Tech Tip #75: Overcoming Cam Problems in GM 4.3 V6 Vortec Industrial Engine

Dr. Diesel
Written by Dr. Diesel

How to get around a few troublesome issues

This Tech Tip discusses a weakness in GM 4.3 V6 Vortec industrial engine camshafts and related components under certain conditions and recommends a retrofit kit.

The GM 4.3 V6 Vortec industrial engine is a rugged engine that has been used in a variety of applications. See Foley Tech Tip #43 for tips on how to identify which GM 4.3 V6 you are working on. This is important if you wish to order the correct overhaul parts or to exchange it for a new or reman engine. (Note: pricing on new 4.3 V6’s is so low that rebuilding a GM 4.3 V6 industrial is often not cost effective.)

We have noticed problems with the roller camshafts on the GM 4.3 V6 Vortec industrial engine if the GM V6 is used in a low RPM, constant speed application. This includes applications such as constant speed 1800 RPM generators, oil well pumping units, or in an application such as a forklift or wood chipper where the engine idles for long periods of time at very low RPMs. Under low RPM conditions, the roller cam in the GM 4.3 V6 Vortec doesn’t get enough lubrication from the oiling system and soon fails. The solution for this problem is to swap out the roller cam for the older style, flat tappet camshaft and related components.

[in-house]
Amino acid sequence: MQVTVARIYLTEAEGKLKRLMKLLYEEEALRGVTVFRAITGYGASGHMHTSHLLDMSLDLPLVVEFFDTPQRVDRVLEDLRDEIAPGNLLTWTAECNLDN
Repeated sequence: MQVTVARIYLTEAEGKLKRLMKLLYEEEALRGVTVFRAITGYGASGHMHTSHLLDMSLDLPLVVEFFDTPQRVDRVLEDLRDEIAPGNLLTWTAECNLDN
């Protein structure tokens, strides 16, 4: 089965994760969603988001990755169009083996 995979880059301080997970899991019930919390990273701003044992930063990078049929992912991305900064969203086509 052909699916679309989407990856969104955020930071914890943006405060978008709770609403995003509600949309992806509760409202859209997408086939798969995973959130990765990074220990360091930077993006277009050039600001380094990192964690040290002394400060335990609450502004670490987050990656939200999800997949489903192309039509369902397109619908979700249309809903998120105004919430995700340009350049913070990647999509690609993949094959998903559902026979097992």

Foley Engines markets a complete kit to do this. This kit includes a reground flat tappet camshaft with the base circle reduced by .060, new flat tappets, new push rods, and a brass bushing to replace the front cam bearing. The kit installs easily. The new bushing presses in using the cam retaining plate as a guide and the rest of the parts install quickly.

When you install the new cam, we strongly suggest that you use camshaft assembly lubricant (molybdenum disulfide) and petroleum-based oil, not synthetic, for the initial break in of the cam and lifters. See our Tech Tip #25, Break In Lubricant, Not Synthetic for more information on break in oils. At the first oil change, change the oil filter to remove any residual cam assembly lubricant which can easily clog an oil filter. Then switch to a high quality synthetic oil. If the engine is not in regular use such as in a standby generator application, we recommend a 50/50 mix of synthetic and petroleum based oil to avoid dry starts. See our Tech Tip #1, Blend the Oil for a discussion of the benefits of petroleum based oil in preventing dry starts.

Dr. Diesel
Written by Dr. Diesel
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